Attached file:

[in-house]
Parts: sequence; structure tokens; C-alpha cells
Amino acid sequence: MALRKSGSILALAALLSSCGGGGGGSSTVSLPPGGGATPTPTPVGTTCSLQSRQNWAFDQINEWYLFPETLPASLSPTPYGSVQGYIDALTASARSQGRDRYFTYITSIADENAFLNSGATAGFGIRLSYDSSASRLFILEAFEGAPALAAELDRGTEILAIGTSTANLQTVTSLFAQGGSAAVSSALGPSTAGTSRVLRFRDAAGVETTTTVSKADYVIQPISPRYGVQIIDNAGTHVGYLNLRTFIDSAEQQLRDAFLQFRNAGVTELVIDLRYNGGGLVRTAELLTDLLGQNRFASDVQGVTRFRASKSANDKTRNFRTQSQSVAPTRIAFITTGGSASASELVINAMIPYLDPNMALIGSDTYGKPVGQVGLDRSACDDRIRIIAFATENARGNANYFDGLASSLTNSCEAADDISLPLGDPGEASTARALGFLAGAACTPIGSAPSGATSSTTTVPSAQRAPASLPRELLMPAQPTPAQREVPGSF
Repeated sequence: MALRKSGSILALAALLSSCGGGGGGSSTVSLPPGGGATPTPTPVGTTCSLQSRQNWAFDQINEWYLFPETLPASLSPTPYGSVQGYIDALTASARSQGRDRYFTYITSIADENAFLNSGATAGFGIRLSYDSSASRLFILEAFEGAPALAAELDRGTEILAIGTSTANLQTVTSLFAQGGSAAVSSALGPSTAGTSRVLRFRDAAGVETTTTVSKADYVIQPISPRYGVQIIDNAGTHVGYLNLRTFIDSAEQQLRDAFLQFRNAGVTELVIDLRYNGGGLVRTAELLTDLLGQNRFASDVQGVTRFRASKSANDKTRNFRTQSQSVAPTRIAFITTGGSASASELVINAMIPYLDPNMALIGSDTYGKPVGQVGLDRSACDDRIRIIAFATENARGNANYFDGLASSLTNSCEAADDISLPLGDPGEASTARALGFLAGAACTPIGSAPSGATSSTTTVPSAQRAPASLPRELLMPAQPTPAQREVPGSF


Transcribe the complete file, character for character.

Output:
[in-house]
Parts: sequence; structure tokens; C-alpha cells
Amino acid sequence: MALRKSGSILALAALLSSCGGGGGGSSTVSLPPGGGATPTPTPVGTTCSLQSRQNWAFDQINEWYLFPETLPASLSPTPYGSVQGYIDALTASARSQGRDRYFTYITSIADENAFLNSGATAGFGIRLSYDSSASRLFILEAFEGAPALAAELDRGTEILAIGTSTANLQTVTSLFAQGGSAAVSSALGPSTAGTSRVLRFRDAAGVETTTTVSKADYVIQPISPRYGVQIIDNAGTHVGYLNLRTFIDSAEQQLRDAFLQFRNAGVTELVIDLRYNGGGLVRTAELLTDLLGQNRFASDVQGVTRFRASKSANDKTRNFRTQSQSVAPTRIAFITTGGSASASELVINAMIPYLDPNMALIGSDTYGKPVGQVGLDRSACDDRIRIIAFATENARGNANYFDGLASSLTNSCEAADDISLPLGDPGEASTARALGFLAGAACTPIGSAPSGATSSTTTVPSAQRAPASLPRELLMPAQPTPAQREVPGSF
Repeated sequence: MALRKSGSILALAALLSSCGGGGGGSSTVSLPPGGGATPTPTPVGTTCSLQSRQNWAFDQINEWYLFPETLPASLSPTPYGSVQGYIDALTASARSQGRDRYFTYITSIADENAFLNSGATAGFGIRLSYDSSASRLFILEAFEGAPALAAELDRGTEILAIGTSTANLQTVTSLFAQGGSAAVSSALGPSTAGTSRVLRFRDAAGVETTTTVSKADYVIQPISPRYGVQIIDNAGTHVGYLNLRTFIDSAEQQLRDAFLQFRNAGVTELVIDLRYNGGGLVRTAELLTDLLGQNRFASDVQGVTRFRASKSANDKTRNFRTQSQSVAPTRIAFITTGGSASASELVINAMIPYLDPNMALIGSDTYGKPVGQVGLDRSACDDRIRIIAFATENARGNANYFDGLASSLTNSCEAADDISLPLGDPGEASTARALGFLAGAACTPIGSAPSGATSSTTTVPSAQRAPASLPRELLMPAQPTPAQREVPGSF